The U.S. Senate's military and tsunami spending bill passed with an amendment to expand visas available for foreign nurses, but the hospital-backed measure faces an uncertain future. The House spending bill does not include a similar provision, although it contains a controversial provision to prohibit illegal immigrants from receiving drivers' licenses. The Senate amendment would free up 141,000 visas that went unused between 2001 and 2004 because of changing immigration policies and heightened post-9/11 security, which created delays and a backlog of visa applicants. Efforts to erase that backlog left nurses from China, India and the Philippines facing up to a three-year wait for a visa as on Jan. 1. Federal law caps the number of visas to be awarded each year and limits how many visas each country receives; typically, unused visas can't be carried over from year to year.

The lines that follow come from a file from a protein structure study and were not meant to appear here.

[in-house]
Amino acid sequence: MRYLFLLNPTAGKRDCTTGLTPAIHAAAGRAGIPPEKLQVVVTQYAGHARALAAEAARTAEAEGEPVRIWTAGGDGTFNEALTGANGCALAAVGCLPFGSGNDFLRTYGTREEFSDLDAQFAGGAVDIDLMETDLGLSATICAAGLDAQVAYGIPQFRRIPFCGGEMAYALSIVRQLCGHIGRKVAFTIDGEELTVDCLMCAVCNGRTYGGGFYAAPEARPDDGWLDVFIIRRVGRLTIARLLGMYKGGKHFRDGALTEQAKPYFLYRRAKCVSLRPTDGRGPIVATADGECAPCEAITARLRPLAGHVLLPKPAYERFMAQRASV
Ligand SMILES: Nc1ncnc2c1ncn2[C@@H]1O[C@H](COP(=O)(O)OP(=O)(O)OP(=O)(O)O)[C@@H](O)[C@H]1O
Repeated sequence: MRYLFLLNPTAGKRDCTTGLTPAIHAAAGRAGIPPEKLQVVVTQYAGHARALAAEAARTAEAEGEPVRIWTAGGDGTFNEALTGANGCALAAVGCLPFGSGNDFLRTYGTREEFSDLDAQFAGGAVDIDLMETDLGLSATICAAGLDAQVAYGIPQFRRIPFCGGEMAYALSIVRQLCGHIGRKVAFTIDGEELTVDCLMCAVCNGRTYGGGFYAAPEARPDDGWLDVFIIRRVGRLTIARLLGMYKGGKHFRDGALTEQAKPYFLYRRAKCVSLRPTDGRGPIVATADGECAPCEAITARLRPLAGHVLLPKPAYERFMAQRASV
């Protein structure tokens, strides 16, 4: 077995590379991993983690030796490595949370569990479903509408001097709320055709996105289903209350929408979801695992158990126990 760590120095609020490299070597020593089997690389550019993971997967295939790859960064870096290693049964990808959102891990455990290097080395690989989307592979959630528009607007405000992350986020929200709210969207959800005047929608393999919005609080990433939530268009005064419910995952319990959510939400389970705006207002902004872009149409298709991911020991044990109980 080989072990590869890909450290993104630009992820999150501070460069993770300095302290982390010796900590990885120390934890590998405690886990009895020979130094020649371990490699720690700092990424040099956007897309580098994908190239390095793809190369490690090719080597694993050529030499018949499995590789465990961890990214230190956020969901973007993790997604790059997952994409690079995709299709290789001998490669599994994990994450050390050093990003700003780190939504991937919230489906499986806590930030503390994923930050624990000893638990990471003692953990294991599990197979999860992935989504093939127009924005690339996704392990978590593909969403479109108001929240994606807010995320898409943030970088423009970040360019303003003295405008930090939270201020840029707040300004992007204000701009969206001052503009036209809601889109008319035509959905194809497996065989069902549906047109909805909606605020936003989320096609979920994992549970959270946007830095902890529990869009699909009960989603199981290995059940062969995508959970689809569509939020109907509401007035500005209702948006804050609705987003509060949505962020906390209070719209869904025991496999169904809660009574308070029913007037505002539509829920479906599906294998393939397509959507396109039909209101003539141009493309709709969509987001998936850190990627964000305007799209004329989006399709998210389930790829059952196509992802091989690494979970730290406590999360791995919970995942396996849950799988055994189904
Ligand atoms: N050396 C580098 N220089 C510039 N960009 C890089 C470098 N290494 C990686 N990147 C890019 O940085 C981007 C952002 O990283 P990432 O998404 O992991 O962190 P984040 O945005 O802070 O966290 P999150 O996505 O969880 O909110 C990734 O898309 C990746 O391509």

Half of the 141,000 visas would be set aside for skilled workers, such as nurses and physical therapists, said Carla Luggiero, senior associate director for federal relations at the American Hospital Association. It may not survive conference committee, however, where the House and Senate must reconcile the bills. A fight over the measure could scuttle all immigration-related provisions, she said. "We may be a victim of other controversial immigration amendments," Luggiero said. -- by Melanie Evans